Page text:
Creating power with language, Lesvos 2016

Sham and I met at the Mosaic Centre in Lesvos, a community center where refugees and locals come together to participate in teaching courses and art classes. A pocket of building together on an island carrying the weight of the front line, the arrival point of refugees as they step soil from the boat.
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Sham was sitting outside in the yard. We were introduced by our common friend Barbara. I don’t remember what where the first words we exchanged but there was a time when Sham spoke about his poetry. I love poetry and I have been trying to make a blog for the last 8 years. I asked him what he wrote about: Europe, his experiences of being a refugee. As the conversation went on we discussed how Sham could make a blog with his poems, I would help him do that. It came around that it was Sham and our friendship that actually helped to make a blog.

Sham, Barbara, me and Gulzaman went for dinner in a Greek taverna. It was a full moon night and we were sitting by the sea. We shared details of our lives, our families and dreams things that bring people closer.

By the end of that night Sham and I had connected on facebook. In a few minutes he had sent me his poems, an invitation to me and Barbara for homemade food at their house and later on the beginnings of a blog.

That’s how Sham connects. In a way that makes you write half of a page about meeting him without mentioning his painful history. Sham comes from a village in Pakistan. His family still lives there. He is the first one in his village that he studied. He studied computer science and English. His brother as many other young people in Pakistan was killed by a gang. Sham had to leave home when he was threatened to be killed. He got smuggled in Europe. On the way he got kidnapped and tortured, more money was given by his family and he arrived here. A few days that he arrived the decision was taken by Europe that he is going to be deported as he is from Pakistan. His poems were asking Europe about his deportation. Sham as many other young people created gradually a grassroots international community of friends. Recording the news from the camps, giving interviews and participating in documentaries he also created a network with global connections.

So the third time that Sham and I met we wrote a poem for the sea and life- a line each. We had some food which he did not particularly like. We met just one last time. I left from Lesvos.img_3057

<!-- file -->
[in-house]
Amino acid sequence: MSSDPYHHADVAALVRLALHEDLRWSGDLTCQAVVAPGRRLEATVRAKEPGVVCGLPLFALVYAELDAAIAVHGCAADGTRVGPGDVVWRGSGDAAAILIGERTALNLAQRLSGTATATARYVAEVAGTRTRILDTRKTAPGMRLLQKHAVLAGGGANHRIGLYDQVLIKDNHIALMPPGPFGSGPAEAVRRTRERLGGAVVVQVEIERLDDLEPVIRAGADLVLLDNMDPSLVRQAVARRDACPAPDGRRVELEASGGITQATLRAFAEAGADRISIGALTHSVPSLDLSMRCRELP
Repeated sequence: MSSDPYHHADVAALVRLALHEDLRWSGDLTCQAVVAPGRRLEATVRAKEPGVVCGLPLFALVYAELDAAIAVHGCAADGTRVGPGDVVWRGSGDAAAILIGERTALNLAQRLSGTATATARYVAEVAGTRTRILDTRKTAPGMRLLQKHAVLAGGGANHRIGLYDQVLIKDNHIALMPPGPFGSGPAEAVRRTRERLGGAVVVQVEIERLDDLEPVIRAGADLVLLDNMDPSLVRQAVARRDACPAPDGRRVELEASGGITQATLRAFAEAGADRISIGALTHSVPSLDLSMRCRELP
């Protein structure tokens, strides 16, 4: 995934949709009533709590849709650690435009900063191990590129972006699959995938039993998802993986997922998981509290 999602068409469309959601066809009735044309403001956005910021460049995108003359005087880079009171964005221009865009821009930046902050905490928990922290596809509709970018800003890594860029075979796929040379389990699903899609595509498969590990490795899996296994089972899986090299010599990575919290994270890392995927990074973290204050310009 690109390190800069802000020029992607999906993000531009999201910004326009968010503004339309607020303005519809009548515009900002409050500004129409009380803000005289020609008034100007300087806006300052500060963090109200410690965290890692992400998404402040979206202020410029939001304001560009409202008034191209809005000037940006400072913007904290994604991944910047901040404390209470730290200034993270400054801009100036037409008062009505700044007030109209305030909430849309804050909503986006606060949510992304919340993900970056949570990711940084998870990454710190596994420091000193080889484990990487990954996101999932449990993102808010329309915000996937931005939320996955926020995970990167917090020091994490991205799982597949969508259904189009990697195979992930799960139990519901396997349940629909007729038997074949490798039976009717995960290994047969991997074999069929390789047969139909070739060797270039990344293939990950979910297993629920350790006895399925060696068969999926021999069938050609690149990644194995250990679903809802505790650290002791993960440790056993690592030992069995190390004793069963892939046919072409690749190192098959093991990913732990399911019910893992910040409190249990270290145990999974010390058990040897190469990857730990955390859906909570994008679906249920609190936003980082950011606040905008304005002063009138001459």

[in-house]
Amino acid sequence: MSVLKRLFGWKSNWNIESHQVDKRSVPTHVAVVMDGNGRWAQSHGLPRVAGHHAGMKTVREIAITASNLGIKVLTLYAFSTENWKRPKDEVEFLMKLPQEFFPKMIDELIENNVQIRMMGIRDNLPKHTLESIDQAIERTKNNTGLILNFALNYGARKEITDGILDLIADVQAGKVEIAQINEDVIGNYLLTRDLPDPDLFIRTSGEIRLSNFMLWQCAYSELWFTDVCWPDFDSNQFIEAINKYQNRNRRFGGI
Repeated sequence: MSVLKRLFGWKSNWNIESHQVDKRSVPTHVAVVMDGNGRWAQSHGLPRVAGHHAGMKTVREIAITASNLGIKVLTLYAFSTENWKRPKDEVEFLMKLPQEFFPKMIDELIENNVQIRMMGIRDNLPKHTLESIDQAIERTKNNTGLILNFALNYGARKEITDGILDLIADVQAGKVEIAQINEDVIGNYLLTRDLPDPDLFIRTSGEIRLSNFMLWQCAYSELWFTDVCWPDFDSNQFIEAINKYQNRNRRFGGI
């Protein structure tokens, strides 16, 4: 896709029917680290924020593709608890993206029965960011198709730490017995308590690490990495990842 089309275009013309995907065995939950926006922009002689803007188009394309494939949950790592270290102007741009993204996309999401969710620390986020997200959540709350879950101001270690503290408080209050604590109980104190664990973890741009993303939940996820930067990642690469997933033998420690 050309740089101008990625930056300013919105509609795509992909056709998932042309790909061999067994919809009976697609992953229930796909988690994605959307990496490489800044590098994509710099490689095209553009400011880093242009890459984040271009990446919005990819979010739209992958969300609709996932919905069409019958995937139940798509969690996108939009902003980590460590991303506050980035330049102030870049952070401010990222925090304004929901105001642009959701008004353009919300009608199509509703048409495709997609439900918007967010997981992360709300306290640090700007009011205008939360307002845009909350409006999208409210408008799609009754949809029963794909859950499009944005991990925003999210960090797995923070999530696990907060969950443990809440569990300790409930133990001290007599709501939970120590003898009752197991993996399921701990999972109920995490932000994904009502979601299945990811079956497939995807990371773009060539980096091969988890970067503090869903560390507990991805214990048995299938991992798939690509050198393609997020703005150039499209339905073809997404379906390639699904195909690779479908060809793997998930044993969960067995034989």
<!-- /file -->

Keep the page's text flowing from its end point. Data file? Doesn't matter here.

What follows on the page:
We stay connected online. And when Sham’s request for asylum was rejected from Greece we created with him and Barbara an interactive exhibition with his poems in Berlin. The exhibition became international and was joined by others as did his dialogue with Europe. People, refugees, immigrants and local that came together and responded to each other poems with that they love, what they miss, whom they are and they are becoming other than and along with a refugee, a migrant, a local. Sham and I stayed connected, we did online courses together and we became friends coming from two very different cultures and with a similar love for words.

Now Sham is in Paris. He has registered there and we are waiting for his asylum process. In the meanwhile his and others voices have travelled around the world. In collaboration with Sham Dialogues Across Borders, our interactive exhibition, is developing and being re-created in refugee camps, galleries, universities, conferences and local community venues around the world in 2017.

Sham is part of a generation of young people who have come to Europe with the dream to live, to lead a better life. He wants to get an education.

When I talk with him, I remember that dreams are still alive, no matter how dusted and broken they can come together in a new form. Sham’s dream is to go back to Pakistan and build a school for young people in his country, to help them have a different experience of travelling to Europe than he did.

 

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